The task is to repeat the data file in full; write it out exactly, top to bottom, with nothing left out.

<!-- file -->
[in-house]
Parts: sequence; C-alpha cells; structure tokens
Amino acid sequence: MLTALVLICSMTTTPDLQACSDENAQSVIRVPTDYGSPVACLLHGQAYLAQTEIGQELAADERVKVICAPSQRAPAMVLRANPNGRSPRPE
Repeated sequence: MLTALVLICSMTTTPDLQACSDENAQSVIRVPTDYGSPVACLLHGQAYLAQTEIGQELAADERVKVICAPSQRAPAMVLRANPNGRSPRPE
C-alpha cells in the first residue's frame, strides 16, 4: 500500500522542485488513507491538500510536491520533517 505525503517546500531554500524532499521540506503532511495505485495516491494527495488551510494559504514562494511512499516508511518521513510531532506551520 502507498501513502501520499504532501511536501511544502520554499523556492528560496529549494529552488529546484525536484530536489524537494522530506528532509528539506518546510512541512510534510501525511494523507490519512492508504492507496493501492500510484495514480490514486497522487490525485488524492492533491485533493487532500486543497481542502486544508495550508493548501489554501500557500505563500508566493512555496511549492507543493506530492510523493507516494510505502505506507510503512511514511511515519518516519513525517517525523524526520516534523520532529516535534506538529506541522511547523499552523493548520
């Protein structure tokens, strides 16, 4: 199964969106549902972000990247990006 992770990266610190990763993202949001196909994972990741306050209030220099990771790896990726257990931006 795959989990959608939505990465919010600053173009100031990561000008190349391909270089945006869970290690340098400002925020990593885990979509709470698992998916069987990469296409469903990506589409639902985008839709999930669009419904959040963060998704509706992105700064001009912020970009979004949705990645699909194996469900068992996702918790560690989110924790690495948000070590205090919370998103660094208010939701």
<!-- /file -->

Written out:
[in-house]
Parts: sequence; C-alpha cells; structure tokens
Amino acid sequence: MLTALVLICSMTTTPDLQACSDENAQSVIRVPTDYGSPVACLLHGQAYLAQTEIGQELAADERVKVICAPSQRAPAMVLRANPNGRSPRPE
Repeated sequence: MLTALVLICSMTTTPDLQACSDENAQSVIRVPTDYGSPVACLLHGQAYLAQTEIGQELAADERVKVICAPSQRAPAMVLRANPNGRSPRPE
C-alpha cells in the first residue's frame, strides 16, 4: 500500500522542485488513507491538500510536491520533517 505525503517546500531554500524532499521540506503532511495505485495516491494527495488551510494559504514562494511512499516508511518521513510531532506551520 502507498501513502501520499504532501511536501511544502520554499523556492528560496529549494529552488529546484525536484530536489524537494522530506528532509528539506518546510512541512510534510501525511494523507490519512492508504492507496493501492500510484495514480490514486497522487490525485488524492492533491485533493487532500486543497481542502486544508495550508493548501489554501500557500505563500508566493512555496511549492507543493506530492510523493507516494510505502505506507510503512511514511511515519518516519513525517517525523524526520516534523520532529516535534506538529506541522511547523499552523493548520
């Protein structure tokens, strides 16, 4: 199964969106549902972000990247990006 992770990266610190990763993202949001196909994972990741306050209030220099990771790896990726257990931006 795959989990959608939505990465919010600053173009100031990561000008190349391909270089945006869970290690340098400002925020990593885990979509709470698992998916069987990469296409469903990506589409639902985008839709999930669009419904959040963060998704509706992105700064001009912020970009979004949705990645699909194996469900068992996702918790560690989110924790690495948000070590205090919370998103660094208010939701």